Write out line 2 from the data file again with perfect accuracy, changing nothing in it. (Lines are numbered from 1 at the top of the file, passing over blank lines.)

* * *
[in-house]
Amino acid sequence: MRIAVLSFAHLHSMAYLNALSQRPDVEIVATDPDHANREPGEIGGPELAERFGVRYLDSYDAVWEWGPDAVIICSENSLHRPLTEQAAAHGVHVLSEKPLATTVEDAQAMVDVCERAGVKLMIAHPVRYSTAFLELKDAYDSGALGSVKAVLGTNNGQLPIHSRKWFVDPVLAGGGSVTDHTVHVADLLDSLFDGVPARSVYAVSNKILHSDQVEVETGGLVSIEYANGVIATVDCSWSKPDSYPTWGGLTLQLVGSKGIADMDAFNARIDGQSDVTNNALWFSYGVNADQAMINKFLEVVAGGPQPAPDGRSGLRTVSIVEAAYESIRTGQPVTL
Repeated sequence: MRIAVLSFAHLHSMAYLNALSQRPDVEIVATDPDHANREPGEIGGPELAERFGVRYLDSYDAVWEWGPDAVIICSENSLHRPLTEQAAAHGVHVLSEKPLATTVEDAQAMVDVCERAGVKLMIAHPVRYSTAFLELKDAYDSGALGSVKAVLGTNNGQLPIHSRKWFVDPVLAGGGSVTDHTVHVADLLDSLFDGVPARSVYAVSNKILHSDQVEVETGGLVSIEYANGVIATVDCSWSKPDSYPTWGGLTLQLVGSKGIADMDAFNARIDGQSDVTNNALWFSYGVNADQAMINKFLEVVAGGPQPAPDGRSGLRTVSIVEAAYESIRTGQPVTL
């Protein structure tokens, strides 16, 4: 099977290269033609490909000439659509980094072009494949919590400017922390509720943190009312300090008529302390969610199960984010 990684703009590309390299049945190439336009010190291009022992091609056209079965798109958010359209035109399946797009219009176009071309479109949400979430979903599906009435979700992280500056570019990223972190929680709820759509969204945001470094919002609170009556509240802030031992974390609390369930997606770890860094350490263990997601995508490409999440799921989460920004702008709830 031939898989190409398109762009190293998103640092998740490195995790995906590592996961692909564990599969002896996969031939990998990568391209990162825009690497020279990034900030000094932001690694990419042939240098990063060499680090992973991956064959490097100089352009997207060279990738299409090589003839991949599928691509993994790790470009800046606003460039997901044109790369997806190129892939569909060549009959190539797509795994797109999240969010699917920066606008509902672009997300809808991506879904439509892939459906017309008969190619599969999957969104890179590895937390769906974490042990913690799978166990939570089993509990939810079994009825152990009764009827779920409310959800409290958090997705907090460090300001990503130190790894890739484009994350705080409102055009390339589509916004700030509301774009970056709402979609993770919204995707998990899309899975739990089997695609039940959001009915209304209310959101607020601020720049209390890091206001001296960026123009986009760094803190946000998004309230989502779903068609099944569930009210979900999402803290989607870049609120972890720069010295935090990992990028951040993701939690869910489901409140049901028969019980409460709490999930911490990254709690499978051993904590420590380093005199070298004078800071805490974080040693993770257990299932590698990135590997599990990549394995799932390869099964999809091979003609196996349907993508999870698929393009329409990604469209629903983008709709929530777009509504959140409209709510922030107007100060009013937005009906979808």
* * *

Amino acid sequence: MRIAVLSFAHLHSMAYLNALSQRPDVEIVATDPDHANREPGEIGGPELAERFGVRYLDSYDAVWEWGPDAVIICSENSLHRPLTEQAAAHGVHVLSEKPLATTVEDAQAMVDVCERAGVKLMIAHPVRYSTAFLELKDAYDSGALGSVKAVLGTNNGQLPIHSRKWFVDPVLAGGGSVTDHTVHVADLLDSLFDGVPARSVYAVSNKILHSDQVEVETGGLVSIEYANGVIATVDCSWSKPDSYPTWGGLTLQLVGSKGIADMDAFNARIDGQSDVTNNALWFSYGVNADQAMINKFLEVVAGGPQPAPDGRSGLRTVSIVEAAYESIRTGQPVTL